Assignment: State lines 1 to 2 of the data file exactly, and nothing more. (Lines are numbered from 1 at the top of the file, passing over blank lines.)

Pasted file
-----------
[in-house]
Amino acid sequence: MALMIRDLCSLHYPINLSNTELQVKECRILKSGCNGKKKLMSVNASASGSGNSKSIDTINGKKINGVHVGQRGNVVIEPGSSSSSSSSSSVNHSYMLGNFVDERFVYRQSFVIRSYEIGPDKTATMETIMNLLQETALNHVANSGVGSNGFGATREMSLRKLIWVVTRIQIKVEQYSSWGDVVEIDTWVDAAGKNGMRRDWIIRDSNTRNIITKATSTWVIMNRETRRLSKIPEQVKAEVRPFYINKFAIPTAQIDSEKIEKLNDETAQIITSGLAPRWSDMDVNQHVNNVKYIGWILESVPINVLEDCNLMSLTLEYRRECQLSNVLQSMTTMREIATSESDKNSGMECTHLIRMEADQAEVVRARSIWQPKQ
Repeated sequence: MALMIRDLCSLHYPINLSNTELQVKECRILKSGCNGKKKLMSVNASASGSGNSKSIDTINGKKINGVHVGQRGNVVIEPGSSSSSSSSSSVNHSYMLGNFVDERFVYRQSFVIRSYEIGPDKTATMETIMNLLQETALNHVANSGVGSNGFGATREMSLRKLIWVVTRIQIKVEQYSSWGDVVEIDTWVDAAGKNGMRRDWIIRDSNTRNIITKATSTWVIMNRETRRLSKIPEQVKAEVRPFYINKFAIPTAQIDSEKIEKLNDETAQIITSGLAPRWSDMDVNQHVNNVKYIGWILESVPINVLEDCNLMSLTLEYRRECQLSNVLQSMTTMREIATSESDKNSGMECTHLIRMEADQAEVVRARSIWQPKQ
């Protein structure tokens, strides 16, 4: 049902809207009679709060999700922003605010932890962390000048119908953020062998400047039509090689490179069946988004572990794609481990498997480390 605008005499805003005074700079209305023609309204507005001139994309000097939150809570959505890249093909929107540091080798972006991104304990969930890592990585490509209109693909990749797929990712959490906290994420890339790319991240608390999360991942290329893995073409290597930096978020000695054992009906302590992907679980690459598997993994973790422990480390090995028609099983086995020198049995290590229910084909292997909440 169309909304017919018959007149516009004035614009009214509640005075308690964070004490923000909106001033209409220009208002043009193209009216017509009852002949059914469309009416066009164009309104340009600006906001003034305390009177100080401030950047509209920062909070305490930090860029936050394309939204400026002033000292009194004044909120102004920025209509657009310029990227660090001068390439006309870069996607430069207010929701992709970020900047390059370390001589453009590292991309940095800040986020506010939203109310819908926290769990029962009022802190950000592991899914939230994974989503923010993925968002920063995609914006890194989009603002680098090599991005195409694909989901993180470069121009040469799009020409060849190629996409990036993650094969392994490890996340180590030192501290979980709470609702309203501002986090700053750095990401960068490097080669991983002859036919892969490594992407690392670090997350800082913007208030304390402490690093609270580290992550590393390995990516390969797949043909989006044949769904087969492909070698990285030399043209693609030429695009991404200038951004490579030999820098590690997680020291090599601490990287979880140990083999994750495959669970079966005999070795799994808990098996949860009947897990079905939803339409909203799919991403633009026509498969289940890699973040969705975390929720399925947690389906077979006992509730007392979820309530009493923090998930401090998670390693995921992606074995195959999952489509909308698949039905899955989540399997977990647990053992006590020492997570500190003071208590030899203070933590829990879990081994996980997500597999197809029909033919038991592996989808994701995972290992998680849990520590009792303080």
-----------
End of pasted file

[in-house]
Amino acid sequence: MALMIRDLCSLHYPINLSNTELQVKECRILKSGCNGKKKLMSVNASASGSGNSKSIDTINGKKINGVHVGQRGNVVIEPGSSSSSSSSSSVNHSYMLGNFVDERFVYRQSFVIRSYEIGPDKTATMETIMNLLQETALNHVANSGVGSNGFGATREMSLRKLIWVVTRIQIKVEQYSSWGDVVEIDTWVDAAGKNGMRRDWIIRDSNTRNIITKATSTWVIMNRETRRLSKIPEQVKAEVRPFYINKFAIPTAQIDSEKIEKLNDETAQIITSGLAPRWSDMDVNQHVNNVKYIGWILESVPINVLEDCNLMSLTLEYRRECQLSNVLQSMTTMREIATSESDKNSGMECTHLIRMEADQAEVVRARSIWQPKQ